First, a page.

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Posts Tagged ‘El Greco’

If a brother or sister is naked and lacks daily food, and one of you says to them, “Go in peace; keep warm and eat your fill,” and yet you do not supply their bodily needs, what is the good of that? So faith by itself, if it has no works, is dead. But someone will say, “You have faith and I have works.” Show me your faith apart from your works, and I by my works will show you my faith. (2.15-18)

The Epistle of St James

El Greco, St James the Greater (1606)

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My brothers and sisters, do you with your acts of favoritism really believe in our glorious Lord Jesus Christ? For if a person with gold rings and in fine clothes comes into your assembly, and if a poor person in dirty clothes also comes in, and if you take notice of the one wearing the fine clothes and say, ‘Have a seat here, please’, while to the one who is poor you say, ‘Stand there’, or, ‘Sit at my feet’, have you not made distinctions among yourselves, and become judges with evil thoughts? Listen, my beloved brothers and sisters. Has not God chosen the poor in the world to be rich in faith and to be heirs of the kingdom that he has promised to those who love him? But you have dishonored the poor. Is it not the rich who oppress you? Is it not they who drag you into court? Is it not they who blaspheme the excellent name that was invoked over you? (2.1-7)

The Epistle of St James

El Greco, St James the Greater (1606)

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Only if we back off some distance from the actual content of the Pauline letters can we posit a dichotomy between Paul’s theology and his ethics — or between kerygma [κήρυγμα] (the proclamation of the gospel) and didache [διδαχὴ] (the teaching of standards of conduct), or between indicative (what God has done in Christ) and imperative (what human beings are called upon to do). The more closely we read Paul’s letters, the more fragile there familiar dichotomies appear. In these texts, it is difficult to draw a clear distinction between theology and ethics. They are packing together, under pressure: specific pastoral problems in Paul’s churches elicit his theological reflection. Thus, we see theology in progress, unfolding. Paul is not simply repeating already formulated doctrines; rather he is theologizing as he writes, and the constant aim of his theological reflection is to shape the behavior of his churches. Theology is for Paul never merely a speculative exercise; it is always a tool for constructing community.(18)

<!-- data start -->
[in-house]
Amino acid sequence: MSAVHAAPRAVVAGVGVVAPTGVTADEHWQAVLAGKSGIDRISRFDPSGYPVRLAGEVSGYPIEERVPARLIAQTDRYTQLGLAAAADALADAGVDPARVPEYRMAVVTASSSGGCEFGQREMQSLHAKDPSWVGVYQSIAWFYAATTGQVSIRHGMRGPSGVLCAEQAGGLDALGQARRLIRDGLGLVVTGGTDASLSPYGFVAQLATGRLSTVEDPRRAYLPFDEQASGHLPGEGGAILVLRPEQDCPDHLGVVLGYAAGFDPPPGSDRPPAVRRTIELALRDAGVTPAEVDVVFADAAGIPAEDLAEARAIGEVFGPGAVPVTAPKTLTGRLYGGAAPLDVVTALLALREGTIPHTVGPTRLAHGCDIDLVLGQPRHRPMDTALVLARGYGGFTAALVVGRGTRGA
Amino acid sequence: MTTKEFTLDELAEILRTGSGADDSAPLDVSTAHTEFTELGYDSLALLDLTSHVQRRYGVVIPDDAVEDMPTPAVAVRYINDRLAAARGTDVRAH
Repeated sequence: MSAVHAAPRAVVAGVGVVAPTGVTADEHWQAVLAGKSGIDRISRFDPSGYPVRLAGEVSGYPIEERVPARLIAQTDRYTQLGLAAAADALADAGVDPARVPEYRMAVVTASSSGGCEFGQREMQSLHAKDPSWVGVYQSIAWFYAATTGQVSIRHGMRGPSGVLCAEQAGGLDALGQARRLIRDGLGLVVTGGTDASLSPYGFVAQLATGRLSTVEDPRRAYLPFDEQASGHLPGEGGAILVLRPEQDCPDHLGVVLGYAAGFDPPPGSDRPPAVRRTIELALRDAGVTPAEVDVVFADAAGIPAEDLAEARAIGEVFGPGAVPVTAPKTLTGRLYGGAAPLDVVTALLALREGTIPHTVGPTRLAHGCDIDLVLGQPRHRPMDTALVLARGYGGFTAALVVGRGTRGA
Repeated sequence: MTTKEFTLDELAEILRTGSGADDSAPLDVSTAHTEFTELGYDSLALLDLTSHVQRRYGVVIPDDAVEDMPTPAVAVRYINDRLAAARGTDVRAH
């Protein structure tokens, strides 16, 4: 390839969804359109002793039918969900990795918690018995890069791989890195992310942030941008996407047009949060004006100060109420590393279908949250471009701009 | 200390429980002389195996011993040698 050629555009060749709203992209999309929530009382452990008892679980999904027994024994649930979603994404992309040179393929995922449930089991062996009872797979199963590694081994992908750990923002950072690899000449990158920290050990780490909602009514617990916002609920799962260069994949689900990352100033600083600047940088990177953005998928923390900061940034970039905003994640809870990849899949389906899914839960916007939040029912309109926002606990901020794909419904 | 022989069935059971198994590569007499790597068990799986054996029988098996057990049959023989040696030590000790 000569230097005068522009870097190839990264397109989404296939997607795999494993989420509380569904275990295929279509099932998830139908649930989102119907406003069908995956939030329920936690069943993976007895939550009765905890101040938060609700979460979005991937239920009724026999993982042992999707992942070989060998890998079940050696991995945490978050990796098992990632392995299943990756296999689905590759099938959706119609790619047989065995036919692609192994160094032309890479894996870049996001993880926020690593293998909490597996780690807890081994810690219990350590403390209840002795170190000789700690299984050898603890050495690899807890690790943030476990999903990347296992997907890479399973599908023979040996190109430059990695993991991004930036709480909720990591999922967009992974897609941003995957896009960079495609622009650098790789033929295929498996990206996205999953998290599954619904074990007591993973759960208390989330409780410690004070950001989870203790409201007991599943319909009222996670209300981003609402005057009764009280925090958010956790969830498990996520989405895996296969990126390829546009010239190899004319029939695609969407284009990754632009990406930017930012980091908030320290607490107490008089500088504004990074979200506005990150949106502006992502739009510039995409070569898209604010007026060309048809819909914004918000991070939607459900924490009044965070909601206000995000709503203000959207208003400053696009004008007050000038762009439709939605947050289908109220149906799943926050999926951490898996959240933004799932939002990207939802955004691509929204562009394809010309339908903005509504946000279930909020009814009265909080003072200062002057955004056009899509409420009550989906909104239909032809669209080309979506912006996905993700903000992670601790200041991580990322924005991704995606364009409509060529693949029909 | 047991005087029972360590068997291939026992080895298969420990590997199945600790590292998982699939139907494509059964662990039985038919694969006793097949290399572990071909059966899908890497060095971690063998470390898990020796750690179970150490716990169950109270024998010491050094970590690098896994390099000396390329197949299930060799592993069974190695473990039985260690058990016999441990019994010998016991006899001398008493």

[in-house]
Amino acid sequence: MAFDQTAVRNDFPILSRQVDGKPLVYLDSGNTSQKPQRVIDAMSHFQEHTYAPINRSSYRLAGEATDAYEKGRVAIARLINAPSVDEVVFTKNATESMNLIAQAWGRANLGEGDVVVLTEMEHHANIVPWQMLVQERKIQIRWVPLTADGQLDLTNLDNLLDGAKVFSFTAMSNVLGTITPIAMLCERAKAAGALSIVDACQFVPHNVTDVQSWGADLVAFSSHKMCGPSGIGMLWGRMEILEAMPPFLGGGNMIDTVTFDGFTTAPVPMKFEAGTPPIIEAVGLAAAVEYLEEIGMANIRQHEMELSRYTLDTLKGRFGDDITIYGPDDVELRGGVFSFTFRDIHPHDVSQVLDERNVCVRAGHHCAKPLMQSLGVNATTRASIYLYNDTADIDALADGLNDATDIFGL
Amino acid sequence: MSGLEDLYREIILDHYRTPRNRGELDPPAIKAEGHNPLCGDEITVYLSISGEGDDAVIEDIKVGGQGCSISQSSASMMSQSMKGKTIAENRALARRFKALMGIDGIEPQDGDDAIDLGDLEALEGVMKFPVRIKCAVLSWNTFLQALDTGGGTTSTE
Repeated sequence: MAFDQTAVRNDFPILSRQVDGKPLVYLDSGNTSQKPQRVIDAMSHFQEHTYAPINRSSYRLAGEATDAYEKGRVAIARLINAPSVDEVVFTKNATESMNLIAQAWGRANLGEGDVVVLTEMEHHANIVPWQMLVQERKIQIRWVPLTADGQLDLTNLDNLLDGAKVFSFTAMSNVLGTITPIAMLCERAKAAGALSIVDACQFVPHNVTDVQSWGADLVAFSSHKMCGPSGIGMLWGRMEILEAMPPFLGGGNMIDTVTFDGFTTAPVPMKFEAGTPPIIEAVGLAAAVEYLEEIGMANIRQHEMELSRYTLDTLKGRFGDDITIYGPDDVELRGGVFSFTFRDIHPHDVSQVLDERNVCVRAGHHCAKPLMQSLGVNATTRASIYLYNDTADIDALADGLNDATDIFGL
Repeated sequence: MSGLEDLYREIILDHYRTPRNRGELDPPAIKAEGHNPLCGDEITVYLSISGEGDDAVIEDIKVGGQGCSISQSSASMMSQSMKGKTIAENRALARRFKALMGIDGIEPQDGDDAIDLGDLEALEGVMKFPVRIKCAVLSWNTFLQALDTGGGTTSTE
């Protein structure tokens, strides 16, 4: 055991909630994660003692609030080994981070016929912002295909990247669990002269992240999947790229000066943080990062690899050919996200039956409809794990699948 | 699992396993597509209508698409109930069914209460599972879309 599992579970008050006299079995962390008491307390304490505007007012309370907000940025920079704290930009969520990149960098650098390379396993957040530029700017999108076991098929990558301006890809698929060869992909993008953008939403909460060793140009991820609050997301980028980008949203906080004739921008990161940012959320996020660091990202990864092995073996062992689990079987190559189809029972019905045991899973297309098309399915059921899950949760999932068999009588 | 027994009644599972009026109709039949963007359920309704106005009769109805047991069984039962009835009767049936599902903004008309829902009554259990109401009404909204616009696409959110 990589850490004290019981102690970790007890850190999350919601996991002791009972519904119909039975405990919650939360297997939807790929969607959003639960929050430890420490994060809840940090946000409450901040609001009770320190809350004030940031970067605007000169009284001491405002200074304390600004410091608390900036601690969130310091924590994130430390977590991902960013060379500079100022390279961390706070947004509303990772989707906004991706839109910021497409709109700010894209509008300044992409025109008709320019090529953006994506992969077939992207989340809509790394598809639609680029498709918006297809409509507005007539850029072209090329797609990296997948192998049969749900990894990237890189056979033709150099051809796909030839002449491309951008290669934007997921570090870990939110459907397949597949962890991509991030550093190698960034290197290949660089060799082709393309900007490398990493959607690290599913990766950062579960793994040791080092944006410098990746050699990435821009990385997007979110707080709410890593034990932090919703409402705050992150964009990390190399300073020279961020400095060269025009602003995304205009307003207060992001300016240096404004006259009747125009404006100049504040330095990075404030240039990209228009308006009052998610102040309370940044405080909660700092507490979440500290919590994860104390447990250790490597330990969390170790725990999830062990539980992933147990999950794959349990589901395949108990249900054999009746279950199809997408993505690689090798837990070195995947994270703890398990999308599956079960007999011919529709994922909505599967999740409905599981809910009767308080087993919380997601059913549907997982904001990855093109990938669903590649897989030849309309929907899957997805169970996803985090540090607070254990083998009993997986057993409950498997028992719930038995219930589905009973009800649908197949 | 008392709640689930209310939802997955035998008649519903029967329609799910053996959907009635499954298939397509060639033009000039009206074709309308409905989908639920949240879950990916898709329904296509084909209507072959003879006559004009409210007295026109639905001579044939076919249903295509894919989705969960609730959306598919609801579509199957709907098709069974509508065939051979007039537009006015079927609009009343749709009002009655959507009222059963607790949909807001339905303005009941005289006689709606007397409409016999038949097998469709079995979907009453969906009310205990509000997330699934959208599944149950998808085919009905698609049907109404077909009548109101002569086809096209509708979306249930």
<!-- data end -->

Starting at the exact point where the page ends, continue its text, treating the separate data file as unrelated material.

Richard B. Hays, Moral Vision of the New Testament (1996)

El Greco, St. Paul (1606)

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In Paul’s day, Jewish zealous nationalism that focused on Israel’s internal purity was not the only temptation to violence. That nationalistic zeal was also directed outwardly toward an oppressive, violent regime–the imperial power of Rome. Paul would become a critic (at least an implicit one) of that form of violence, too–violence in the name of justice, peace, and security. Based on a misinterpretation of Rom 13:1-7, Paul is often portrayed as a political conservative who supported Rome, and perhaps all forms of political authority, even tyranny. However, like Jesus, he was a critic of imperial values such as domination and of imperial claims like divine status for emperors and divine blessing on the empire’s ambition. Paul mocked the Roman claim of providing pax et securitas (I Thes 5:3), offered an alternative form of divine justice, and proclaimed as Lord a criminal crucified by Roman power–rather than Roman power incarnate (the emperor). A politics of subversion, not intentional but as an inevitable consequence of the gospel, is central to Paul and to those who read his letters as Scripture. In that sense, Paul was a good, prophetic Jew. (19)

Michael J. Gorman, Reading Paul

El Greco, St. Paul (1606)

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